We had the good fortune of connecting with Jennifer Walton and we’ve shared our conversation below.
Hi Jennifer, we’d love to hear about how you approach risk and risk-taking
The vast majority of my career has involved a great deal of risk taking. Apparently, there is a risk taking gene and I am sure that I have it. I have always reached out to people, expecting that I may get no answer at all and then when I do get a response, I am quite pleased. When I reach out for a job that I think might be unattainable and end up getting it, I feel very satisfied. It makes me want to continue taking risk to provide work not only for myself but for hundreds of other people.
What should our readers know about your business?
I created LA Curbside Entertainment in May, 2020, during the pandemic as a way to bring live entertainment to people safer at home. I’m excited that we have about 10 performances a month and have brought joy to many different neighborhoods throughout Southern California. When most were really suffering emotionally from being sheltered at home, I knew we had to do something! People were starving for mental and emotional healing, which contributes to a strong immune system. Connecting with others is very important. Prior to COVID19, I already had and still have a business called Instrumental Casting, started in 2008 which provides musicians for commercials, tv shows, movies, music videos, live performances and recording sessions. Biggest lesson I’ve learned is to keep moving forward, even if people think what you are doing is impossible. Building anything worthwhile takes time and effort.
If you had a friend visiting you, what are some of the local spots you’d want to take them around to?
My favorite spots are in Long Beach and in Hollywood. In Long Beach, my favorite spots are Belmont Shore for the beachy feel and for the dining, especially at George’s and Open Sesame. I also like Long Beach’s 4th St also known as Retro Row for the eclectic shopping experiences there. In Hollywood, my favorite restaurants are the iconic original Miceli’s, the oldest Italian restaurant in Hollywood where I’ve been going with my family since childhood. My father was born and raised just down the street. My second favorite restaurant is a hidden gem, called El Caserio, just off the 101 at Silverlake. They specialize in a blend of Italian and Ecuadoran food and the ambiance is very special. You enter through a large wooden door with a large handle, as if you are entering the lower level of an older sea vessel. The bar area is intimate and welcoming. They have a large room, hidden by wooden glass coverings, for meetings or family gatherings. You would never know it’s there unless the windows are revealed. The outdoor patio area features a beautiful fountain and a large full grown tree which provides shade and a sense of calm.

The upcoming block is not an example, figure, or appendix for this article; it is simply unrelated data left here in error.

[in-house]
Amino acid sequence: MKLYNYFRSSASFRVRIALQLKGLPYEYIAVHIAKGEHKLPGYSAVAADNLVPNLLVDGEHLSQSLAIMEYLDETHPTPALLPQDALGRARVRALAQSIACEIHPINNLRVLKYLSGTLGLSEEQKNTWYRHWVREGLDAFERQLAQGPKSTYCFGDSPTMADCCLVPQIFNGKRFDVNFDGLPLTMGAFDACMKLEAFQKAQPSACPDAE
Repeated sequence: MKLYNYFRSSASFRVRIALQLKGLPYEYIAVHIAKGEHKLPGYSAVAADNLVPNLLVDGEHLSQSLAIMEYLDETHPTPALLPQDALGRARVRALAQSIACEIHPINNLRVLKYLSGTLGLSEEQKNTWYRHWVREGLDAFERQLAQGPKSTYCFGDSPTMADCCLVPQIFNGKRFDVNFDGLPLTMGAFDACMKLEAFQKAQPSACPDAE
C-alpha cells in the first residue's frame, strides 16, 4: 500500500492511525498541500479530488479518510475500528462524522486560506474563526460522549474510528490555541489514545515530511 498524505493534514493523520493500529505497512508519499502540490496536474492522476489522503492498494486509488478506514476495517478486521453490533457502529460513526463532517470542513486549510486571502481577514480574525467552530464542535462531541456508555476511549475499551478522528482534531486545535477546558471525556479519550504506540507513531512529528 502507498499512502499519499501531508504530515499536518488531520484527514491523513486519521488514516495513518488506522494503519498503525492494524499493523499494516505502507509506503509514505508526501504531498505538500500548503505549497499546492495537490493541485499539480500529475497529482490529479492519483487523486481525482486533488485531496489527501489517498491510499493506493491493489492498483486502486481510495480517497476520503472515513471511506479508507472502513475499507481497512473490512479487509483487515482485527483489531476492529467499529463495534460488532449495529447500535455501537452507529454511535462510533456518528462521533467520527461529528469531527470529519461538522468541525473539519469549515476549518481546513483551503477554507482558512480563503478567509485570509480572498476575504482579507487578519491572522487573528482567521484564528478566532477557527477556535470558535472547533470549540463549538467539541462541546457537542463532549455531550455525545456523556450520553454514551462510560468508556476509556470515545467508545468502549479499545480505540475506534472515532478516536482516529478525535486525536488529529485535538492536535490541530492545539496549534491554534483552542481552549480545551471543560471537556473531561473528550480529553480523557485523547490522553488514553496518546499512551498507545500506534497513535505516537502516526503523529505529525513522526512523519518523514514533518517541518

Who else deserves some credit and recognition?
I’d like to thank my family for instilling a love of music at an early age. My father, John Biggs, is a retired composer and teacher. My mother, Salli Terri, soloed on a Grammy Award winning album in the late 50’s and had a long, successful career as a vocalist, arranger, and teacher. My sister, Adrienne Biggs, is a violinist as well and continues to give me inspiration.